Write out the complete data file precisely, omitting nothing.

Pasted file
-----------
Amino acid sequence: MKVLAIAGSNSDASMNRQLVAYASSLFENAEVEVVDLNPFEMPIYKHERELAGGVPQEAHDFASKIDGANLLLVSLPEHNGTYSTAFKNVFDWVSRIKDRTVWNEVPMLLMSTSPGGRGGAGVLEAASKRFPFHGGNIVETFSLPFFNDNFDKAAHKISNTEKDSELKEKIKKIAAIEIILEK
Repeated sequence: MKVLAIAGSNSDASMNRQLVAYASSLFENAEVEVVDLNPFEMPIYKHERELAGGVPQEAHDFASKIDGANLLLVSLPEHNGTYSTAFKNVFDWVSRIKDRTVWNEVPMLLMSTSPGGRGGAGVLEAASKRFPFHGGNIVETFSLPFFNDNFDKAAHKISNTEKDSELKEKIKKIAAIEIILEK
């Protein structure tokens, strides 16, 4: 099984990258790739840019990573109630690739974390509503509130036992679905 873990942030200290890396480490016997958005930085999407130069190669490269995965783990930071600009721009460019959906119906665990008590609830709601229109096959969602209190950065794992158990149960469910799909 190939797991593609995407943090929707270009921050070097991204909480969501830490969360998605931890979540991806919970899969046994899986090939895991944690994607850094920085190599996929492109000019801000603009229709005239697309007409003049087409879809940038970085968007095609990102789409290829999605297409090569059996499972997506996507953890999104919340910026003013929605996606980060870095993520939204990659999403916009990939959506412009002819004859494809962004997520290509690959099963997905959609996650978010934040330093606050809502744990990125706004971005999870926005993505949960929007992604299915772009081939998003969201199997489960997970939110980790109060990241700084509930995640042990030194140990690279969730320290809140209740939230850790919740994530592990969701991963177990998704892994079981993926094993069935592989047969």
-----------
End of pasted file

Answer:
Amino acid sequence: MKVLAIAGSNSDASMNRQLVAYASSLFENAEVEVVDLNPFEMPIYKHERELAGGVPQEAHDFASKIDGANLLLVSLPEHNGTYSTAFKNVFDWVSRIKDRTVWNEVPMLLMSTSPGGRGGAGVLEAASKRFPFHGGNIVETFSLPFFNDNFDKAAHKISNTEKDSELKEKIKKIAAIEIILEK
Repeated sequence: MKVLAIAGSNSDASMNRQLVAYASSLFENAEVEVVDLNPFEMPIYKHERELAGGVPQEAHDFASKIDGANLLLVSLPEHNGTYSTAFKNVFDWVSRIKDRTVWNEVPMLLMSTSPGGRGGAGVLEAASKRFPFHGGNIVETFSLPFFNDNFDKAAHKISNTEKDSELKEKIKKIAAIEIILEK
């Protein structure tokens, strides 16, 4: 099984990258790739840019990573109630690739974390509503509130036992679905 873990942030200290890396480490016997958005930085999407130069190669490269995965783990930071600009721009460019959906119906665990008590609830709601229109096959969602209190950065794992158990149960469910799909 190939797991593609995407943090929707270009921050070097991204909480969501830490969360998605931890979540991806919970899969046994899986090939895991944690994607850094920085190599996929492109000019801000603009229709005239697309007409003049087409879809940038970085968007095609990102789409290829999605297409090569059996499972997506996507953890999104919340910026003013929605996606980060870095993520939204990659999403916009990939959506412009002819004859494809962004997520290509690959099963997905959609996650978010934040330093606050809502744990990125706004971005999870926005993505949960929007992604299915772009081939998003969201199997489960997970939110980790109060990241700084509930995640042990030194140990690279969730320290809140209740939230850790919740994530592990969701991963177990998704892994079981993926094993069935592989047969």